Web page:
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The explorer depicted on 1892 US commemorative coin is none other than Christopher Columbus. In the United States, Columbus is celebrated as the explorer who discovered America.

Occasionally, the United States mint will issue special commemorative coins that can be purchased as collector’s items. There is special significance related to these commemorative coins of the US money system since they are made to celebrate an important event or person in American history. They are quite often purchased by people who enjoy collecting these rare United States coins. Likewise, many of these commemorative coins are worth more than their face value, as many people are willing to spend quite a bit of money simply for the pleasure of owning them.

1892 US Commemorative Coin

Explorer Depicted on 1892 US Commemorative Coin

Christopher Columbus received a great honor when he was the explorer depicted on 1892 US commemorative coin. This is the very first commemorative coin ever made by the United States Mint.

Christopher Columbus was chosen because he is a significant figure in American history. He is often credited with founding America, although in actuality he discovered islands in the Caribbean. Thus, his position on the very first commemorative coin is understandable.

Since there are no actual photos of Christopher Columbus, the bust shown on the coin was created using a variety of different samples by the engraver Charles E. Barber. The other side of the coin featured the Santa Maria, which was Christopher Columbus’ ship.

The two sides of this coin were engraved by different people. The bust of Columbus was engraved by Barber and the other side of the coin featuring the Santa Maria was engraved by G. T. Morgan.

This coin is also referred to as the Columbian Half Dollar and it was used to not only commemorate Christopher Columbus for discovering small islands in the Caribbean but also to commemorate one of the first world fairs held in Chicago known as the World’s Columbian Exposition in Chicago.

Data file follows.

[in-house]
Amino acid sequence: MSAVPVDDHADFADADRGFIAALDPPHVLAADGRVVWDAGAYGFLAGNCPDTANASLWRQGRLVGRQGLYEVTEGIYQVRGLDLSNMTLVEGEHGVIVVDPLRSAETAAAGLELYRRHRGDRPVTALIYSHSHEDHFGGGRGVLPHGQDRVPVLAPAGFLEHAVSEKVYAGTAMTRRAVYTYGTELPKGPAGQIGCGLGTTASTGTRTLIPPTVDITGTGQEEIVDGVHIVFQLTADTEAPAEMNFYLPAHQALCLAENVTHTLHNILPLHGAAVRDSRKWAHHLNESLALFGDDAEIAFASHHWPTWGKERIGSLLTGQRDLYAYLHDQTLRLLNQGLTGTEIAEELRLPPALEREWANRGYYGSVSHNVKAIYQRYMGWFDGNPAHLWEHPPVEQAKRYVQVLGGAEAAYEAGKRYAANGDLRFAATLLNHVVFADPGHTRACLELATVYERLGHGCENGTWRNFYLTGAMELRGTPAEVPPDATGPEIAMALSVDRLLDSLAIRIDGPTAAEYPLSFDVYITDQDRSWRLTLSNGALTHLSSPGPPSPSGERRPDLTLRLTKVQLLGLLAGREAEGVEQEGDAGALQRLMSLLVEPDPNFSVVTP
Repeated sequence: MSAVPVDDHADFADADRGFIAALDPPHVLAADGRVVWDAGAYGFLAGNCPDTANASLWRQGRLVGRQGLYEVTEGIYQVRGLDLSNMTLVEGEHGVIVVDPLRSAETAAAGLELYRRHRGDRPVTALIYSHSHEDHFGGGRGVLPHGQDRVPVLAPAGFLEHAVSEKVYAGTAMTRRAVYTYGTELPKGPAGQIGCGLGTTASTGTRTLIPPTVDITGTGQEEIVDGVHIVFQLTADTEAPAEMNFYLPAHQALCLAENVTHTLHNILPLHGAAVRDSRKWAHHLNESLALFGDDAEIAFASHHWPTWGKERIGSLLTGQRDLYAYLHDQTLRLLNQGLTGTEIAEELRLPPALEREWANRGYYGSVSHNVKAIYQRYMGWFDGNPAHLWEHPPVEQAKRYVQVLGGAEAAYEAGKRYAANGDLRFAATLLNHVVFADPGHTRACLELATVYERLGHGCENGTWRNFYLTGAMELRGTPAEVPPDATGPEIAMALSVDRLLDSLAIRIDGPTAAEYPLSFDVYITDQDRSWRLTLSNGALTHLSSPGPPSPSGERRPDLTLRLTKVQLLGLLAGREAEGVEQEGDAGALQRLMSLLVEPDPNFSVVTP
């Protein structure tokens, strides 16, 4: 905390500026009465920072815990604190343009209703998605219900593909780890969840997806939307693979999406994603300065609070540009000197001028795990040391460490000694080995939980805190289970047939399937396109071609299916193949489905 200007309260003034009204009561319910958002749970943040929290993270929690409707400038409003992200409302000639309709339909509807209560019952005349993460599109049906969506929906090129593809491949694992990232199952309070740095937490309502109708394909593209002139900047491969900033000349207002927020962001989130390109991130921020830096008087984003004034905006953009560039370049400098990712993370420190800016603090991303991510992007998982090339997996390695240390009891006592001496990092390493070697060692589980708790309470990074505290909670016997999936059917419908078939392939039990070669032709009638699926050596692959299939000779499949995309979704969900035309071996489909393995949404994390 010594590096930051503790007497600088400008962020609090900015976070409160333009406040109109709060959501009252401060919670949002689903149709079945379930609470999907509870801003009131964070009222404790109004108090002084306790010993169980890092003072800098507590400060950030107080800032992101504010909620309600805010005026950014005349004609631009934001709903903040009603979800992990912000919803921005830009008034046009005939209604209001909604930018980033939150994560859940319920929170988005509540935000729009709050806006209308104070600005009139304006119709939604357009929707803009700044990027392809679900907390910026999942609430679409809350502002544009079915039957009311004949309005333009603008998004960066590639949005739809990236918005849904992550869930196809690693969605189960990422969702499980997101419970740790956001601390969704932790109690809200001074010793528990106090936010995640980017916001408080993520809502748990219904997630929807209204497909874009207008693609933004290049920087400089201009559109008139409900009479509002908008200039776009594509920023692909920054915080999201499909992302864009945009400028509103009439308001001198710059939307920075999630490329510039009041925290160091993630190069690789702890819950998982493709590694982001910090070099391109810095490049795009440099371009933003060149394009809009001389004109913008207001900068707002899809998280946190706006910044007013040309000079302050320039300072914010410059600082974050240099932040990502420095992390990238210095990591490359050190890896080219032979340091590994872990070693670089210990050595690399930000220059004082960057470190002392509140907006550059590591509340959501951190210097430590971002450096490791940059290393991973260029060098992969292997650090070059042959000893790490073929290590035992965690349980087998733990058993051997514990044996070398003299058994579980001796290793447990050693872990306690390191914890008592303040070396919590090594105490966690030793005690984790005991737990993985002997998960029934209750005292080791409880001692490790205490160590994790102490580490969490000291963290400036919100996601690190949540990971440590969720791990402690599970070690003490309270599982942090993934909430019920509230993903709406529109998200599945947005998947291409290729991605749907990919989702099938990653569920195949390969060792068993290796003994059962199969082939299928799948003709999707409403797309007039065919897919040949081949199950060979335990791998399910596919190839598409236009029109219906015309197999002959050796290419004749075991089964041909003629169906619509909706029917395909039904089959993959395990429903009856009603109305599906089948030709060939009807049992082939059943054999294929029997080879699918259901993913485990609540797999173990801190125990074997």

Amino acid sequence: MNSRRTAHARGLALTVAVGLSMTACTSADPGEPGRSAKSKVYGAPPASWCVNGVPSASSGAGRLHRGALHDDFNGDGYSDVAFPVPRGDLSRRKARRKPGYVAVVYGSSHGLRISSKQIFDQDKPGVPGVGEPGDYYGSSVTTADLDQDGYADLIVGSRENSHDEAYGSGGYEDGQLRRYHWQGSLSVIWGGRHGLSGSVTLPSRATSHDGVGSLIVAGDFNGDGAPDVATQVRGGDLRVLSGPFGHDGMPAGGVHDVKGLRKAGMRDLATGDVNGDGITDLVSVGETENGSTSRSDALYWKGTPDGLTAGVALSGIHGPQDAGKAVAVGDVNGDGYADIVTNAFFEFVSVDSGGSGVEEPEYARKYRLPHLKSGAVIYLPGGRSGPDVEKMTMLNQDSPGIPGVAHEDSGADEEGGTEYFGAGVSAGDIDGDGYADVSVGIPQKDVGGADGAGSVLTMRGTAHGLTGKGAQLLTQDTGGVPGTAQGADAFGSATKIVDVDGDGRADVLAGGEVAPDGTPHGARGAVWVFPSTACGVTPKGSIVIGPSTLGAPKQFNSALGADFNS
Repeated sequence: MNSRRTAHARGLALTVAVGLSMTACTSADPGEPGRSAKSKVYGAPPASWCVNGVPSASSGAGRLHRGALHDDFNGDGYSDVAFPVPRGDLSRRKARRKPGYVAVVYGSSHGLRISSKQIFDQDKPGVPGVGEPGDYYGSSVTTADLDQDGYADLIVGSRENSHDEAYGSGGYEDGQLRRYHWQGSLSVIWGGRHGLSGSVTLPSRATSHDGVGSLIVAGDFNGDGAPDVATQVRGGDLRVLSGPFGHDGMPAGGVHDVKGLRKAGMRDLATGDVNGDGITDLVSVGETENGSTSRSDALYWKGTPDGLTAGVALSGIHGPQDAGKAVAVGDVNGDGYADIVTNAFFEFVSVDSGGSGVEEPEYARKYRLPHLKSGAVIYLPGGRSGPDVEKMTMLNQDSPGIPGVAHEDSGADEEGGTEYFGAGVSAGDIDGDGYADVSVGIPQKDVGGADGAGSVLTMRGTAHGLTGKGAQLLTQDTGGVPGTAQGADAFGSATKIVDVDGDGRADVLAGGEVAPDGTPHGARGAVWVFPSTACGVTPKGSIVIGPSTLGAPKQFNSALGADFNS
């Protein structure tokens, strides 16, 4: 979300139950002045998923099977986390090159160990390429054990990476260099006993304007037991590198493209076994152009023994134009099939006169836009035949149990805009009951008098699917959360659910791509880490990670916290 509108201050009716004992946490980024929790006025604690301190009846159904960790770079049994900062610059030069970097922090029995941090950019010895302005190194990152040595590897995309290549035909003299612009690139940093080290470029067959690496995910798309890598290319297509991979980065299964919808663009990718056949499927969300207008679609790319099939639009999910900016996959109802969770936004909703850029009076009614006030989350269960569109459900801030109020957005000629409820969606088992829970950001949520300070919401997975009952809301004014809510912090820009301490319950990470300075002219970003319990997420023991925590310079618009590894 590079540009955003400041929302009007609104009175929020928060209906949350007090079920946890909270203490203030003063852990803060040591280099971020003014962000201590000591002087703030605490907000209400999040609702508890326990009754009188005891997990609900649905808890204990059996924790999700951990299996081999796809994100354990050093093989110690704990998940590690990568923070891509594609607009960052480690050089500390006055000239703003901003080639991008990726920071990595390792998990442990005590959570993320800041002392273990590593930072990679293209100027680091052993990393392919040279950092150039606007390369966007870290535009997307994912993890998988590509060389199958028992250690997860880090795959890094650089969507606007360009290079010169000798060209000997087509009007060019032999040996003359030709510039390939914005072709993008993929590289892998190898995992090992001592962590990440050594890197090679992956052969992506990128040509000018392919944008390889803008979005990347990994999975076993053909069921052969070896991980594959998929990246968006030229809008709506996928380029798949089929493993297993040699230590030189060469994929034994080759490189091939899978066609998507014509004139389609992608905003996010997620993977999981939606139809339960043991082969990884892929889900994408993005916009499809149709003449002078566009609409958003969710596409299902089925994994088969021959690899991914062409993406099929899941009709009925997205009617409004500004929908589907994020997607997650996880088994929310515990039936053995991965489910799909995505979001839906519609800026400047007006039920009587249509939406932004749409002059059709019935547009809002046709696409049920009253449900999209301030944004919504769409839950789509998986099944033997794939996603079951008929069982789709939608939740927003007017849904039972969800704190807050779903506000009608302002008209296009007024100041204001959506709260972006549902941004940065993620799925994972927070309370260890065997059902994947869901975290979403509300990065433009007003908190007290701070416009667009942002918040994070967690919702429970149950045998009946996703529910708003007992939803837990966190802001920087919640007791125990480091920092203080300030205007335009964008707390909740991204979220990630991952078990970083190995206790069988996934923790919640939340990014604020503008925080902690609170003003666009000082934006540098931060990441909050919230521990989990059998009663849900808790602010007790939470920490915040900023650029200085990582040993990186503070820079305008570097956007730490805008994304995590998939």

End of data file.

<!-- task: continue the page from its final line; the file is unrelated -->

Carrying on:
History of the 1892 US Commemorative Coin

Besides the fact that the explorer depicted on 1892 US commemorative coin is Christopher Columbus, this particular coin is significant because it was commissioned to pay for one of the first world fairs. Through an act of Congress, an order was made to have a maximum of five million coins made throughout the mints in the United States. The main purpose for making all of these coins was to help pay for the exhibits and the buildings for the world fair.

The only problem was this particular world fair didn’t do so well and was considered a financial flop. Many of the coins made were eventually melted, as they were not bought. The act of Congress used to create these 5 million coins was merely a way to front money for the fair. Even though this coin is a half dollar piece, it was sold for one dollar because of its commemorative status. Once the fair was deemed a failure, no one wanted to buy the coins, so the coins were sold off or melted.

Significance of Commemorative Coins

With the making of the 1892 World’s Columbian Exposition Half Dollar, this coin began a series of very special commemorative coins manufactured by the United States Mint. As of 2010, the last commemorative coin issued by the United States Mint was the Washington-Carver half dollar in 1954. These coins are also considered special because, although they can be used as legal tender for purchasing goods, very few of them have been seen in circulation.

Some of these coins are worth values as low as a couple of dollars to more than $5,000. The amount paid for these coins varies based on demand. Commemorative coins are worthwhile because, not only are they rare, they represent different aspects of United States history.